Last weekend more than 100 alumni, students, and faculty members gathered in the nation’s capital to celebrate the 50th anniversary of Hamilton’s Washington, D.C., Program. The two-day event started off with a welcome reception Friday night at the Jones Day law firm. By 7 p.m., the room swelled with alumni who had returned to share their stories about how the program influenced their education, career development, and lasting friendships.
After mingling with former and current students and faculty, the attendees were welcomed by U.S. Representative Matt Cartwright ’83, P’15. He reminisced on his experiences as a Hamilton student and how they inform him in his current role as a Pennsylvania Representative and co-chair of the Democratic Policy and Communications Committee.
Cartwright recalled that Elliot Richardson, attorney general for President Richard Nixon, was Hamilton's commencement speaker the year he graduated. The congressman highlighted this experience relevant to today's question on impeaching President Trump. He also spoke about his new role next term as chairman of the Commerce, Justice, and Science Subcommittee of Appropriations, which funds research on issues related to climate change.
“We give preference in my office to interns from Hamilton College, because I never forget what Hamilton did for me, and I can see very plainly before me what it did for all of you,” Cartwright said.
The next morning, attendees met at the Council on Foreign Relations for breakfast before attending discussion panels of alumni in various career fields.
The substance of what I got introduced to on the semester program really carried over through my career.
The first panel comprised current government faculty who have been involved in the DC program: Alan Cafruny, Gbemende Johnson, Sharon Rivera, and Philip Klinkner, the program's current director. Dean of Faculty Suzanne Keen moderated the discussion on how the program has contributed to the experiences of Hamilton students.
Faculty members discussed the range of topics their classes cover in the DC program, from foreign policy to bureaucratic failure to counter-terrorism. Klinkner described how alumni have contributed to the success of the program.
“I think one of the best parts for me, and I think for the students, are the speakers we have who are almost all alumni,” he said.
Some alumni speakers in the current program include George Baker ’74, principal at Williams & Jensen, and Mike Dubke ’92, P'19 former White House communications director.
Faculty also detailed some of the class outings they have taken with their students, such as trips to Washington Nationals games, Mount Vernon, or Supreme Court hearings. “The D.C. program is academically serious, but we also make sure to have fun as a group, and we try to create a meaningful experience that students will remember for the rest of their lives,” said Rivera.
The next panel comprised alumni who have careers in public service and was led by Paddy McGuire ’81, P’11, Mason County (Wash.) auditor and election consultant. It included Amy Greenan ’04, consultant with CENTRA Technology, Arthur Rynearson ’71, former deputy legislative counsel of the U.S. Senate, and Molly Voigt ’15, state legislative manager at Giffords Courage to Fight Gun Violence.
The panelists discussed how their government internships on the DC program directly influenced their career paths. Rynearson credited the experience for inspiring him to write his book, Legislative Drafting Step-by-Step.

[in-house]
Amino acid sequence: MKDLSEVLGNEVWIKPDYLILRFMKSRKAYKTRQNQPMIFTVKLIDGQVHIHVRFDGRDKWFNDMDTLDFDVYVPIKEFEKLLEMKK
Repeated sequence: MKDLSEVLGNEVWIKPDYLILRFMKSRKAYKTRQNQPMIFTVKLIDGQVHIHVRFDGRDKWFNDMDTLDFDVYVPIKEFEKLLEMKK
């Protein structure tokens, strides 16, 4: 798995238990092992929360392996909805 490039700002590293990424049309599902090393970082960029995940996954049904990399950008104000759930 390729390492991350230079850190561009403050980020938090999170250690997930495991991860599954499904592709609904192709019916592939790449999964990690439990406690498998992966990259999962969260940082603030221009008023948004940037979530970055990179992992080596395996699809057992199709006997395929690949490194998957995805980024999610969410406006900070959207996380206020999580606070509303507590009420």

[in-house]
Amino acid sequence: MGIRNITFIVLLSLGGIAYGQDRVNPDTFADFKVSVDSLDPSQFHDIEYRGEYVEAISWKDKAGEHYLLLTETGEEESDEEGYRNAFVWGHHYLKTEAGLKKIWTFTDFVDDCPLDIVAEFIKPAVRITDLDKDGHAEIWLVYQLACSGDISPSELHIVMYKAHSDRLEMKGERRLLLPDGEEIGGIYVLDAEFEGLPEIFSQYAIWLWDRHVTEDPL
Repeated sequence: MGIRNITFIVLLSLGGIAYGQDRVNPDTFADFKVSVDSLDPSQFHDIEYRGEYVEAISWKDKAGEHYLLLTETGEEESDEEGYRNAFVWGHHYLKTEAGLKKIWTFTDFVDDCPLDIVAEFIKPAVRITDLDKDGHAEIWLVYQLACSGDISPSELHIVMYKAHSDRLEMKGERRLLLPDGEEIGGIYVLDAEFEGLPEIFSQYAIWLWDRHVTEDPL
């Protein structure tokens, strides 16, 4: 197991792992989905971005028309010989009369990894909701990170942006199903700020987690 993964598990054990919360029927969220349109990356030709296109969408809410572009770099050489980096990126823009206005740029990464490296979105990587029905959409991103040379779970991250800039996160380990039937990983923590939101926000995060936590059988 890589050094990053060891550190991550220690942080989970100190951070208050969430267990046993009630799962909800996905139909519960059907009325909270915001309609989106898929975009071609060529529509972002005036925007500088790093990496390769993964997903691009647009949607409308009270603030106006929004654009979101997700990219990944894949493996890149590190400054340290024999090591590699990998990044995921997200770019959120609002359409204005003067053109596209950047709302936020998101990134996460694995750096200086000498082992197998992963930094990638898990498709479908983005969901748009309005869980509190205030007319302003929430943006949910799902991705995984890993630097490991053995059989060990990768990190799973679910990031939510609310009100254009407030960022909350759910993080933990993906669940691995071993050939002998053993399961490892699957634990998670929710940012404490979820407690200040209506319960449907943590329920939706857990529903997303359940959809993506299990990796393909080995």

“The substance of what I got introduced to on the semester program really carried over through my career,” he said. “My internships really were life-changing, game-changing experiences for me and most clearly brought me to Washington on a permanent basis.”
Voigt discussed her experiences working to address gun violence at Giffords following the Parkland Shooting. “Working for Gabby Giffords has been so inspiring; she’s amazing,” she said. “I’ve really seen a straight line in my career starting with the DC program, and I fell in love with D.C.”
Greenan discussed how the general change in setting from small-town Clinton, N.Y., to the nation’s capital had been advantageous on its own.
“I wasn’t afraid to try new experiences; I didn’t just stay constrained to people in the Hamilton DC program,” she said. “I made friends with other interns and colleagues that really opened things up for me and made my experience richer.”
The next panel was on lobbying careers, led by George Baker ’74, principal at Williams and Jensen. He asked the panel to speak on a variety of issues, such as money in politics, the rise of communications in lobbying strategies, and challenges women face in government professions.
“We have three women [on the panel] here today. I’d like to hear their observations about how they feel about women in the government affairs lobbying world now, and on Capitol Hill, and their opportunities, their responsibilities, how it’s grown, and where it is today,” Baker asked.
Christina Pearson ’95, the senior director of public relations at Microsoft Corp., detailed her past experiences as a Congressional communications assistant, where she was routinely reminded to apply lipstick and chastised for wearing pantsuits. She acknowledged that DC has come a long way since then, but that there is still a long way to go.
“We need more elected officials who are women and more who are in those top jobs,” Pearson said.
The final panel was on the topic of careers in communications featuring Olivia Waxman ’11, Time magazine staff writer, Mike Dubke ’92, P’19, former White House communications director, and Niels Lesniewski ’07, senior senate staff writer at CQ Roll Call. This panel discussed the role of Twitter in media and how the Internet in general has revolutionized the spread of information.